What is perhaps more interesting though is when we assess the credit health of the different age groups. Specifically, for those less than 30, 38% of borrowers have a sub-prime rating, and a further 29% of borrowers’ ratings fall into the ‘fair-to-good’ range. Of borrowers between 30 and 39, 41% have a sub-prime rating and an additional 18% fall into the next range up.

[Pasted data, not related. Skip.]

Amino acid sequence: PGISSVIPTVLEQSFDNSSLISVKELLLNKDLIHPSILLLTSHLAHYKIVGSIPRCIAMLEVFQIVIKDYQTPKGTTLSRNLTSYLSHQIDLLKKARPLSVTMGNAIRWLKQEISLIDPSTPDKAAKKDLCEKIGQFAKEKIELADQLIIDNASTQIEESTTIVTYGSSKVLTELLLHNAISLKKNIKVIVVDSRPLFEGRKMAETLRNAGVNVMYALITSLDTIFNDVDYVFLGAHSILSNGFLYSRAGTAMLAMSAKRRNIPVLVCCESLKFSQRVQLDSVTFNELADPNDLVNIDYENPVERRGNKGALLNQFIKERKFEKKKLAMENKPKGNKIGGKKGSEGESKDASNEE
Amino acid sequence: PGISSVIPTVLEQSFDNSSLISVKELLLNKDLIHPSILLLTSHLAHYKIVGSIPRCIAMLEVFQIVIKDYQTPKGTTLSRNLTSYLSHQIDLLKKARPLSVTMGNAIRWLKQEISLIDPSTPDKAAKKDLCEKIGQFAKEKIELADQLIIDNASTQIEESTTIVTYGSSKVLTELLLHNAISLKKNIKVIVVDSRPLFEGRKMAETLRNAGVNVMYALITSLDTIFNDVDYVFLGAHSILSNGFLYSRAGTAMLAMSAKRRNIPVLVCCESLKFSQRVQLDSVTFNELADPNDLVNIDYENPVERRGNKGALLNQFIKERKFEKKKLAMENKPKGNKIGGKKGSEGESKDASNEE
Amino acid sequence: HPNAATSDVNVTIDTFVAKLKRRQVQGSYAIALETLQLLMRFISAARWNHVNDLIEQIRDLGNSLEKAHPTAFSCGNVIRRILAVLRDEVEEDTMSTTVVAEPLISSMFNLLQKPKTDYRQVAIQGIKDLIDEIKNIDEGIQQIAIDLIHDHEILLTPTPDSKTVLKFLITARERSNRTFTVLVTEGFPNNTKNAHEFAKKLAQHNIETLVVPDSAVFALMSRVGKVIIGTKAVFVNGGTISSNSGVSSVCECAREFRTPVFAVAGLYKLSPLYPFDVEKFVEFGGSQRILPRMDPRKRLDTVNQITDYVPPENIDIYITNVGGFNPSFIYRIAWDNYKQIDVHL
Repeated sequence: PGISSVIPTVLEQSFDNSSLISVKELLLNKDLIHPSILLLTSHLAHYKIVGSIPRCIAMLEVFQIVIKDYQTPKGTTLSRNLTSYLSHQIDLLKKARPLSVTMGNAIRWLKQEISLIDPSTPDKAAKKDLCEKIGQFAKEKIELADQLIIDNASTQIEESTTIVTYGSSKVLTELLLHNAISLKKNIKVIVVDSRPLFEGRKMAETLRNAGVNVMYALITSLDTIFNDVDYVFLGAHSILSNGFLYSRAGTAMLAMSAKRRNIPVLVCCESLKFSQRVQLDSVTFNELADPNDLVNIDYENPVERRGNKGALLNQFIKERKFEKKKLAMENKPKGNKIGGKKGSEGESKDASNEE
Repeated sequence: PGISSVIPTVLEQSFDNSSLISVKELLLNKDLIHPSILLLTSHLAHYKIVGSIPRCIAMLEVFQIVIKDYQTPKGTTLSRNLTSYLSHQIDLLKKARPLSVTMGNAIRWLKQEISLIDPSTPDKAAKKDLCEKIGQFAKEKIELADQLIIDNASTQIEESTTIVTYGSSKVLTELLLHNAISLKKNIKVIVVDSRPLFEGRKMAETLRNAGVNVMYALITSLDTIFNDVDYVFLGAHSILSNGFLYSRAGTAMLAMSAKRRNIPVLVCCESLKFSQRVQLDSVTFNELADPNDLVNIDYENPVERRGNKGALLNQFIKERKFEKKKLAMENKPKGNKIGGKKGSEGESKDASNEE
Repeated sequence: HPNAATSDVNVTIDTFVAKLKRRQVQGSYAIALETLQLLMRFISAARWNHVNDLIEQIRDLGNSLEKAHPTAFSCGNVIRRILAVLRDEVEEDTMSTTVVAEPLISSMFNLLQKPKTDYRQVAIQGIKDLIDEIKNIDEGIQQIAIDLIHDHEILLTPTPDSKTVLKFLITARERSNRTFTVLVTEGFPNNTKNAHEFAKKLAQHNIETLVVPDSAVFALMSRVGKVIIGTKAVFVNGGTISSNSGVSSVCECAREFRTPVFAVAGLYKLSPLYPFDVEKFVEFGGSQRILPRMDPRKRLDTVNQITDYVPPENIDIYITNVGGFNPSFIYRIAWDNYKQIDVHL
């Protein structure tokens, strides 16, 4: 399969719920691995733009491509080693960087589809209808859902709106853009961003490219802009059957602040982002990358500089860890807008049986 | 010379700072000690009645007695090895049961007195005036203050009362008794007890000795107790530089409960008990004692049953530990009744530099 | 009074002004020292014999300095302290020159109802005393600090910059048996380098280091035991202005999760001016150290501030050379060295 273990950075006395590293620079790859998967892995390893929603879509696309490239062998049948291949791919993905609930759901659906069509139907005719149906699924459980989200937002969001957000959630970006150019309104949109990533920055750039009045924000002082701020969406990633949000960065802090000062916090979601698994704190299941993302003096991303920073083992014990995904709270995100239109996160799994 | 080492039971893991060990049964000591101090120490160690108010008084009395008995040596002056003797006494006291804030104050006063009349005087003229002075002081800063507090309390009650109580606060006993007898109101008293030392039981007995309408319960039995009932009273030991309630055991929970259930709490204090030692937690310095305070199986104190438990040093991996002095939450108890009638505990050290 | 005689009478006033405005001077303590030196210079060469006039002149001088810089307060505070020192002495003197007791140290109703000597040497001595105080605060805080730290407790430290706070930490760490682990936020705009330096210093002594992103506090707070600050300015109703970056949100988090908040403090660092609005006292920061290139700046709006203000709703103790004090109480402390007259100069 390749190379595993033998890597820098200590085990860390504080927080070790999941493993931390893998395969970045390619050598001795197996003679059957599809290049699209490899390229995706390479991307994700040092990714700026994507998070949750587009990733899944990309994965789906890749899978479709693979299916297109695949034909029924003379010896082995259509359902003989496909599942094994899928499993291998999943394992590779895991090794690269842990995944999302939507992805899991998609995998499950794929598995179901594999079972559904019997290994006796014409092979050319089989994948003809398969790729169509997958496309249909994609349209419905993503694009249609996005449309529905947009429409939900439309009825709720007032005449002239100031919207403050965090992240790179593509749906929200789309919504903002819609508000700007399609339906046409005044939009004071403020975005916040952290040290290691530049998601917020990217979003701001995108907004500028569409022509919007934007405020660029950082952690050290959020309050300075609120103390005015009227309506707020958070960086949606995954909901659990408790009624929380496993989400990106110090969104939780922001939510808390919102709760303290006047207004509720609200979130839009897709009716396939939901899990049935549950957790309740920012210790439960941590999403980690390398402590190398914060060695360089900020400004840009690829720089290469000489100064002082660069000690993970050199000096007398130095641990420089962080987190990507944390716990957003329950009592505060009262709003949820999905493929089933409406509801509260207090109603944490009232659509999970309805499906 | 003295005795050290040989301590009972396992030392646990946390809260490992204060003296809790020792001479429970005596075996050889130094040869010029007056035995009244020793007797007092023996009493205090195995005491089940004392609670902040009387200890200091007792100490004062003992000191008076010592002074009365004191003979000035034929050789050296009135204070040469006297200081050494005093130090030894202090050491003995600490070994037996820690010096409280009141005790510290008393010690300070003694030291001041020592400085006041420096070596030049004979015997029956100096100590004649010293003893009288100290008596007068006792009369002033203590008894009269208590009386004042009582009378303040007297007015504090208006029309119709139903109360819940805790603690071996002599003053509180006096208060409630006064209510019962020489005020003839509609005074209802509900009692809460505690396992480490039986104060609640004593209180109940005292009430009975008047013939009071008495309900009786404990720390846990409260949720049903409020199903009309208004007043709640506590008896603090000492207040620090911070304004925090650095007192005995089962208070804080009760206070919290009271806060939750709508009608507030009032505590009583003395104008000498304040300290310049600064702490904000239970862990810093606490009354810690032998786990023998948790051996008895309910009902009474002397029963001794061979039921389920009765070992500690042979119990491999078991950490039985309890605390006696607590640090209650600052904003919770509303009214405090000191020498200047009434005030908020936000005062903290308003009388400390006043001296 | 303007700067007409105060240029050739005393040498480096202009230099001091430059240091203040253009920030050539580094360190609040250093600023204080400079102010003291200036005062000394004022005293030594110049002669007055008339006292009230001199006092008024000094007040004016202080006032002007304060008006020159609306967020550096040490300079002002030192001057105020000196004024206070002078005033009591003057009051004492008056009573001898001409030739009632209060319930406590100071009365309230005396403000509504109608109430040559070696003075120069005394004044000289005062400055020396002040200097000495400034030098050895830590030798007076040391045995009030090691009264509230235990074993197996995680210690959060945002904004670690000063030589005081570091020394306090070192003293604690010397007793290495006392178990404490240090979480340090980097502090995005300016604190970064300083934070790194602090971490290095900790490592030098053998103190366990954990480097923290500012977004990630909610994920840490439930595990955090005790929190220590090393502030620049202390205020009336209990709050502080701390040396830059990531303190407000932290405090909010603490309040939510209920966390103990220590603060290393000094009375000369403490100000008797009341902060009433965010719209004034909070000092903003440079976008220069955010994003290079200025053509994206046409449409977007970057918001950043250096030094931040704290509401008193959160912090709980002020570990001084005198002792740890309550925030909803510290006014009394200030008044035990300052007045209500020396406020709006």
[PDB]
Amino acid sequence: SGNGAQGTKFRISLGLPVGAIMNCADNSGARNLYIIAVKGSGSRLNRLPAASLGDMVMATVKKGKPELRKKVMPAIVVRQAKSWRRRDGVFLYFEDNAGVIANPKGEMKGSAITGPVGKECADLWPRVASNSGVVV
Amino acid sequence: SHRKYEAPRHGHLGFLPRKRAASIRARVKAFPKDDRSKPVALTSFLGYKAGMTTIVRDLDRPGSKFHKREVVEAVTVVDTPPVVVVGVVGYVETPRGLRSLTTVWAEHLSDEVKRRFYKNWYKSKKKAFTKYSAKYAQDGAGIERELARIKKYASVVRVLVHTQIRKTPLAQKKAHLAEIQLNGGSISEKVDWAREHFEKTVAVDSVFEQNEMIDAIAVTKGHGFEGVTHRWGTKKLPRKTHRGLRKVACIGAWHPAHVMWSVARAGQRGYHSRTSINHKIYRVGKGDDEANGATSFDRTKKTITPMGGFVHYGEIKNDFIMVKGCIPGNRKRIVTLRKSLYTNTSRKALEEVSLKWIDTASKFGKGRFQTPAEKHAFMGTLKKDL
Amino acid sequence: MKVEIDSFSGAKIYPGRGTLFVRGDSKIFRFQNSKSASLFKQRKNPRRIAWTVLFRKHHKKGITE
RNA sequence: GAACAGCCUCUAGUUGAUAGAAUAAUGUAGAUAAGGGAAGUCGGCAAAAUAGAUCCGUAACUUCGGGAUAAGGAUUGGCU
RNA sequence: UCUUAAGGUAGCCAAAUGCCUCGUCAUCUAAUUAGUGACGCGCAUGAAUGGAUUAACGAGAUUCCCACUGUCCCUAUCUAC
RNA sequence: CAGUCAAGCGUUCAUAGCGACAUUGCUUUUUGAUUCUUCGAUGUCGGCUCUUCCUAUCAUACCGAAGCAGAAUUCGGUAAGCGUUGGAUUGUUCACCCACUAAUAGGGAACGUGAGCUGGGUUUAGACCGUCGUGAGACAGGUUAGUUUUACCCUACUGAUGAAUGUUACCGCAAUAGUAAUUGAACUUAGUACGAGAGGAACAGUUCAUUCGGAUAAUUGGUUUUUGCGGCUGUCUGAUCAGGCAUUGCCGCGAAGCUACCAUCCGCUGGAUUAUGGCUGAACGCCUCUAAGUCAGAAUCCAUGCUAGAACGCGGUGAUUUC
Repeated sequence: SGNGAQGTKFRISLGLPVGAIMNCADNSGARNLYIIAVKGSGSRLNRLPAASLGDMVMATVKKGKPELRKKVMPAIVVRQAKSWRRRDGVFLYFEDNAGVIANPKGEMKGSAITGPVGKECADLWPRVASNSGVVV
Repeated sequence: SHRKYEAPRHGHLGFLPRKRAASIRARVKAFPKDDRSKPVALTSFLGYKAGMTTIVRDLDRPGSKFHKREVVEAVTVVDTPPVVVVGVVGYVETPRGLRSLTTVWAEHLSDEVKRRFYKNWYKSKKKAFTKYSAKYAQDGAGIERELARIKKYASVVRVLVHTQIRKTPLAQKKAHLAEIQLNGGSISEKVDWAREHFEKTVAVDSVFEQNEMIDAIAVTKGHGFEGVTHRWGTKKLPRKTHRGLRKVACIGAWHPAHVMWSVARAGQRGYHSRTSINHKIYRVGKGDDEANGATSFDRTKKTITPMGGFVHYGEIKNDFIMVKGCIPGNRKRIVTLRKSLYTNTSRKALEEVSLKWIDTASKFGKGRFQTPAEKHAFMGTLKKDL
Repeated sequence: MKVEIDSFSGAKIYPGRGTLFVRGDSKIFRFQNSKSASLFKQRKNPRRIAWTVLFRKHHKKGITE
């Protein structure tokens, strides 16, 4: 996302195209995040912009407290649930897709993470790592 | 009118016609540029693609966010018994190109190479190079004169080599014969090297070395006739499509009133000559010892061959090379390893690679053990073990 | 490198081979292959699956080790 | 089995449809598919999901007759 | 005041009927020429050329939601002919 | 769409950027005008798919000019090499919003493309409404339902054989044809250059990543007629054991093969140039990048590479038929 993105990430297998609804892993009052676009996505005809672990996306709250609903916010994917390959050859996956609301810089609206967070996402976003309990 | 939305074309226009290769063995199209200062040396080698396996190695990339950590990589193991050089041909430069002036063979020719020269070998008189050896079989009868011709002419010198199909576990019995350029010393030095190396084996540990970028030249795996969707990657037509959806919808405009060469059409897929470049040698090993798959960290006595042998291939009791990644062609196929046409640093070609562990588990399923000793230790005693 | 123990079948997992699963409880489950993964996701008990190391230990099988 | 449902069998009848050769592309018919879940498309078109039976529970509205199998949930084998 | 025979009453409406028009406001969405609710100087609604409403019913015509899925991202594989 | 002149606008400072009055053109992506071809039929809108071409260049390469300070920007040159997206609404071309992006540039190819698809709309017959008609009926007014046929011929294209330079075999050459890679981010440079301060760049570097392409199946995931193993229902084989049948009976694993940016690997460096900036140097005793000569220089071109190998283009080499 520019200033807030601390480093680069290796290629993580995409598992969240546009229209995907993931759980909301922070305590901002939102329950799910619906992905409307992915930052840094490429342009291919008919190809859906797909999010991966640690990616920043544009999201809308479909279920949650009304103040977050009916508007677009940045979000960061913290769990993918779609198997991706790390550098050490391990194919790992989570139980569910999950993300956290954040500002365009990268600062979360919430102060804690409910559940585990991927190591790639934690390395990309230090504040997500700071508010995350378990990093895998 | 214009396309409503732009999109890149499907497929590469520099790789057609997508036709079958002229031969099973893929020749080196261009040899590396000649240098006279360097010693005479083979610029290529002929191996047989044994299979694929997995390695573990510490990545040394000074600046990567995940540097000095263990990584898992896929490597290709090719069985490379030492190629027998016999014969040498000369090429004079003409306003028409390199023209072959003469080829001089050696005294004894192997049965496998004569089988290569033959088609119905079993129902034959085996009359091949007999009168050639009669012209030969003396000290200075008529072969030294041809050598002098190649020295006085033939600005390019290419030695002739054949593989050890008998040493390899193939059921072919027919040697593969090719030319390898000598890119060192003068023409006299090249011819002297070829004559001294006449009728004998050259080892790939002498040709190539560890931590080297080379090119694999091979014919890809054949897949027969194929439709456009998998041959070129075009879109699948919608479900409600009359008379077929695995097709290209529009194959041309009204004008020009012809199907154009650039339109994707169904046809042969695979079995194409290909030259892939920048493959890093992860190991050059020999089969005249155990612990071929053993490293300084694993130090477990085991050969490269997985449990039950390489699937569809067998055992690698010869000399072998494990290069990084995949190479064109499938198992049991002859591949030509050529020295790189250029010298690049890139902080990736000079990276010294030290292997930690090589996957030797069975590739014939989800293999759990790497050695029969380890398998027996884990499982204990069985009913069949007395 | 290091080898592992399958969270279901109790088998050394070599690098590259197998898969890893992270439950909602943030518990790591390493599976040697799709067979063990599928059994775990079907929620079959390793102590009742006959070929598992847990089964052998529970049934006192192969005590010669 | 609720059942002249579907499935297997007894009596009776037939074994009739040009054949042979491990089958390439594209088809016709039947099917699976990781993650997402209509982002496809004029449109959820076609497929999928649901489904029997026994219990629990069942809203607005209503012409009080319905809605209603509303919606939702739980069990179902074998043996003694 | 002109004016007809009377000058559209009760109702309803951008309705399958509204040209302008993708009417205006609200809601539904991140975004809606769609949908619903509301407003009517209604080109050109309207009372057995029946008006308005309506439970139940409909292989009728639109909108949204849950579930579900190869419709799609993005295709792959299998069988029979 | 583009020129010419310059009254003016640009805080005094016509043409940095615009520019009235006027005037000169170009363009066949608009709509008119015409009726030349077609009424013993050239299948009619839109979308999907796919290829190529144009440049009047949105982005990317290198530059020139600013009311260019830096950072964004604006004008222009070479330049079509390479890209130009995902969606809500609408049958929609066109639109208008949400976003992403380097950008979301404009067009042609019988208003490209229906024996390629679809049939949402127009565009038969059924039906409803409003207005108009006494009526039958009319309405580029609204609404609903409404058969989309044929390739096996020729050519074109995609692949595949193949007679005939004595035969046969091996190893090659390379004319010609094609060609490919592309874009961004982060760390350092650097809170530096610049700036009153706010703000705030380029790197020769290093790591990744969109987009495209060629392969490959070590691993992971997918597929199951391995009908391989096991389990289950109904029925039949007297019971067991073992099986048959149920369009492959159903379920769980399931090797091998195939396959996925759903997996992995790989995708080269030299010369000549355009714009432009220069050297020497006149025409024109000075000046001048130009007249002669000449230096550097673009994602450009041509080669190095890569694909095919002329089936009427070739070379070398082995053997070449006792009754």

While it is to be expected that younger borrowers will have a lower credit rating (because the length of an individual’s credit history and the diversity of their debt portfolio form part of their score), an individual’s payment history and the amount owed (relative to existing limits) are the more crucial factors. The credit attributes of the 30–39 age group noted above, and indeed that of the 40–49 group (34% sub-prime and 17% ‘fair-to-good’), emphasise that weaker ratings arguably primarily stem from the interplay between significant legacy liabilities and soft wage and job outcomes. It is important to note that the same analysis conducted for 2006 suggests there has been little change in either the share of borrowers in each age group or credit category over the past seven years. What has changed is the ability for borrowers to pay down this debt and to access additional forms of financing in the intervening period.